Smokehead Sherry Bomb
Smokehead Sherry Bomb
Exciting new releases from the three brands are coming to Singapore in June and July. First up, we have the brand new Smokehead expression – the Sherry Bomb. Strong peat, creamy vanilla, and some fruits came through on the nose. Oily, black smoke, peat and burnt banana filled the palate. The long finish has hints of sweet sherry and a tinge of saltiness to remind you of the origins of the whisky.
Besides the Sherry Bomb, you can still find the classic Smokehead, the 18 Years Old, and the High Voltage expressions in Singapore too.
Tamdhu 12 and 15 Years Old
Tamdhu launches the 12 and 15 Years Old whisky recently, and Singapore will be getting them soon. If you are a sherried whisky fan, these are to die for. Try them for yourself and let us know what you think.
Glengoyne The Legacy Chapter One
The Legacy is one of the newest NAS bottles from Glengoyne, and we understood that the expression would only come to Singapore sometime in July. Even though it is not yet in Singapore, we are positive that this bottle will be again an extraordinary expression. We have received a sampling portion and will soon be posting a review of the whisky. Stay tuned for it!
Where can you find these products in Singapore?
Some of our bars in Singapore are carrying the brands from Ian Macleod. One bar of special notice is The Wall at Tanjong Pagar. They have the most number of bottles from Ian Macleod, from Tamdhu to Glengoyne to Smokehead. In fact, the bar is stocking up with some of the new releases such as the Smokehead Sherry Bomb, Tamdhu 15 Years Old and Glengoyne Legacy. Smokehead Sherry Bomb is available now, while Tamdhu 15 and Glengoyne Legacy will arrive in July.
Besides our friends at The Wall, you can also find Tamdhu 10 and 12 Years Old at The Connoisseur Divan! There will be more places in future, so do keep an eye out for them! In the meanwhile, head over to the two bars to try these delectable whiskies!
Like what you have just read?
http://www.whiskygeeks.sg/wp-content/uploads/2019/05/Jonathan-with-Smokehead.jpg800800Zerlina Zhuanghttp://www.whiskygeeks.sg/wp-content/uploads/2017/07/logo_WhiskyGeeks-300x138.pngZerlina Zhuang2019-05-04 13:30:012019-05-04 15:51:01Interview: An Hour with Jonathan Scott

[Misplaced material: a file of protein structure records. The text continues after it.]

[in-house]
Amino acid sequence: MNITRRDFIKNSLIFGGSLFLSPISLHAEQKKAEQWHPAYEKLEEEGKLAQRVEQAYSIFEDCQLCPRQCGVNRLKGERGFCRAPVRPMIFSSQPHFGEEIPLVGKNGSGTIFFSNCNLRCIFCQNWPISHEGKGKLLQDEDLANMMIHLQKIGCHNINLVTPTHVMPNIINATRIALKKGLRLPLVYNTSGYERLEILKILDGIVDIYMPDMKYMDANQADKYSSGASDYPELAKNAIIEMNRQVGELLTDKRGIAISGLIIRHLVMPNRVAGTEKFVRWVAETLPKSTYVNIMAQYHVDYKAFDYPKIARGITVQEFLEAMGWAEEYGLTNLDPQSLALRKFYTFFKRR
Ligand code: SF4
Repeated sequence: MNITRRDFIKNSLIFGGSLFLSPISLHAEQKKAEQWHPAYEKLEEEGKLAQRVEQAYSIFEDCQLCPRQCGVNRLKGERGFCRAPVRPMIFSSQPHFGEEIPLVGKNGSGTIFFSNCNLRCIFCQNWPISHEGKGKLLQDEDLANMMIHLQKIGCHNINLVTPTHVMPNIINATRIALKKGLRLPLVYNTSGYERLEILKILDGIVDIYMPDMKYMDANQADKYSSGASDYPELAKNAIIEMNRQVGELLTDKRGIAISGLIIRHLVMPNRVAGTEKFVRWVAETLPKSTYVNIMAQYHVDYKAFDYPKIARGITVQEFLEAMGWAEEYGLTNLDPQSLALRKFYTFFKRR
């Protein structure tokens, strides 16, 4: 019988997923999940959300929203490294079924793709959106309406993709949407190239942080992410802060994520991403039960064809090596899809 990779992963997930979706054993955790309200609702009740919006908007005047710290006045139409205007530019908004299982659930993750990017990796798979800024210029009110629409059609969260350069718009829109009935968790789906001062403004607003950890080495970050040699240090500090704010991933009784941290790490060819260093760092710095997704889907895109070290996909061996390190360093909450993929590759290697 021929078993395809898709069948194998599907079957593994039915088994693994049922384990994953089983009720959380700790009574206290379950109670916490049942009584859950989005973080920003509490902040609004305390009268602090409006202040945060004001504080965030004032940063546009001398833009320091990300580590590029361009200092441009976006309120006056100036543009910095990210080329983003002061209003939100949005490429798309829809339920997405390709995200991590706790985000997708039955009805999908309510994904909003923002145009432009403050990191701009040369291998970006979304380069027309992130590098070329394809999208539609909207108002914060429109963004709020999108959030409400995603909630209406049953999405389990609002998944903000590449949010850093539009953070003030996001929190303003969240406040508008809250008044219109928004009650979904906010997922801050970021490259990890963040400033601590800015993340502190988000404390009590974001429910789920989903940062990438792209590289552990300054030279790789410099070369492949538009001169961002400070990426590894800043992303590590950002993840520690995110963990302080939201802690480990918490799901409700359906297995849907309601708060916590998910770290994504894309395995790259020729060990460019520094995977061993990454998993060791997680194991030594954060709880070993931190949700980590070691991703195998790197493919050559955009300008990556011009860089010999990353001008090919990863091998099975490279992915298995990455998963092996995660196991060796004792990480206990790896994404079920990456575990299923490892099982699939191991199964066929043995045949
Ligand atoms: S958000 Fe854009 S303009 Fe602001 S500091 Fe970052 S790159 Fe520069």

WhiskyGeeks is excited to have been invited to a media tasting for the first Penderyn & Navy Island rum dinner, paired with authentic Indian cuisine. This tasting was a preview to the dinner open to attendees at the World Gourmet Summit 2019.
Finding a befitting restaurant for this dinner is crucial, as it must offer traditional authentic cuisine combined with flair, grandeur and elegance. That said, I would say that there is no place better than Punjab Grill, which has an atmosphere that was brimming with grandeur. The dishes are presented like works of art and its form allows its flavours to perform in perfect harmony on my palate.
Spirits Castle and INTERCO-MLE
Penderyn is a Welsh single malt, that has a sweet, fruity spirit character, with every drop unchill-filtered and natural colour. Penderyn is distributed in Singapore by Spirits Castle. The Navy Island rum is brought in by both Interco-MLE and Spirits Castle. Navy Island has its core range and also a Single Origin range called the 1731 Fine & Rare, highlighting terroir in rum. One bottle of rum each from the two series will be featured in the dinner.
Starter: Chef Special Amuse Bouche of the Day with the Navy Habanero Mule
It was a savoury dish to start, which took me by surprise, especially because of how pink it was. The various textures of the dish were so different, from the foam, to the base and the cream.The Navy Habanero Mule is based on the dark and stormy cocktail with a few changes. It features the Navy Island 40% rum, Hanebo Chilli monin syrup and a special ginger powder provided from Punjab Grill themselves. The rum itself is less sweet but has more personality than most commercial rums. The cocktail maintains the rum’s unique spirit character, whilst balancing any sweet or citrusy tones from the Hanebo Chilli monin syrup, with an added dimension of flavour from Punjab Grill’s Chilli powder.
Tandoor Grilled Barramundi Fish Tikka in Mustard Oil & Duck Seekh Kebab, Kashmiri Rogan Glaze
This dish was a delightful savoury dish. While the Seekh Kebab with the Rogan Glaze provided more herbal and heavier meaty notes, the tender fish coated in a peppery mustard exterior was lighter and mildly spiced.
Paired with this appetizer was the Penderyn Celt, which aged in ex-laphroaig casks.
This imparts a light but distinct smoky peatsmoke note to the sweetness of the Penderyn single malt. Penderyn’s house style was intended to be sweet and unpeated; however, the Laphroaig cask was bought and filled due to an accident which turned out to be an unintended success with how delicious it is.
This was an outstanding pairing! Due to the Islay touch, the smokiness of the Celt complemented the coastal savoury fish and the Seekh Kebab. The sweetness from Penderyn’s spirit character juxtaposed the savoury spice dish. For me, it was of both a contrasting and complementary pairing. For people who might notice the smoke then the sweetness, the nature of this pairing would change as the whisky changes for you.